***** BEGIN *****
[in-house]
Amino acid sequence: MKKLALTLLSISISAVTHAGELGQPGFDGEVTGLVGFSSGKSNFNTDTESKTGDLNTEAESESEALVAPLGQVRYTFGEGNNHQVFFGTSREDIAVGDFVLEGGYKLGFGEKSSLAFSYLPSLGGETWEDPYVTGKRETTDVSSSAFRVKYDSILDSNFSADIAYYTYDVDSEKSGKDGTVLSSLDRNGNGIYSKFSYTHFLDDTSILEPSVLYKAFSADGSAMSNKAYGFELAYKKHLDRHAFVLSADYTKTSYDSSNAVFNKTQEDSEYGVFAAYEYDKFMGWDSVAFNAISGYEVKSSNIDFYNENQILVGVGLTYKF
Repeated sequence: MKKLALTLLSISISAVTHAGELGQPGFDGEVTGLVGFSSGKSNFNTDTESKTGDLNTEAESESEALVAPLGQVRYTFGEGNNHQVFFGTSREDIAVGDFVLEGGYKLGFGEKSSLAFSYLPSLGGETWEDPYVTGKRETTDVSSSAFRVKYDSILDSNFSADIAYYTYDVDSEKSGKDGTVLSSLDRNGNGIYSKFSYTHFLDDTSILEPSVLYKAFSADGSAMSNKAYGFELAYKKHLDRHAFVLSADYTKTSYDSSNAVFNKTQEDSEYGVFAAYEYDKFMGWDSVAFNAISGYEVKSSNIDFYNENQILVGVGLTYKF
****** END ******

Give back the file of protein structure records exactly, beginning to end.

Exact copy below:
[in-house]
Amino acid sequence: MKKLALTLLSISISAVTHAGELGQPGFDGEVTGLVGFSSGKSNFNTDTESKTGDLNTEAESESEALVAPLGQVRYTFGEGNNHQVFFGTSREDIAVGDFVLEGGYKLGFGEKSSLAFSYLPSLGGETWEDPYVTGKRETTDVSSSAFRVKYDSILDSNFSADIAYYTYDVDSEKSGKDGTVLSSLDRNGNGIYSKFSYTHFLDDTSILEPSVLYKAFSADGSAMSNKAYGFELAYKKHLDRHAFVLSADYTKTSYDSSNAVFNKTQEDSEYGVFAAYEYDKFMGWDSVAFNAISGYEVKSSNIDFYNENQILVGVGLTYKF
Repeated sequence: MKKLALTLLSISISAVTHAGELGQPGFDGEVTGLVGFSSGKSNFNTDTESKTGDLNTEAESESEALVAPLGQVRYTFGEGNNHQVFFGTSREDIAVGDFVLEGGYKLGFGEKSSLAFSYLPSLGGETWEDPYVTGKRETTDVSSSAFRVKYDSILDSNFSADIAYYTYDVDSEKSGKDGTVLSSLDRNGNGIYSKFSYTHFLDDTSILEPSVLYKAFSADGSAMSNKAYGFELAYKKHLDRHAFVLSADYTKTSYDSSNAVFNKTQEDSEYGVFAAYEYDKFMGWDSVAFNAISGYEVKSSNIDFYNENQILVGVGLTYKF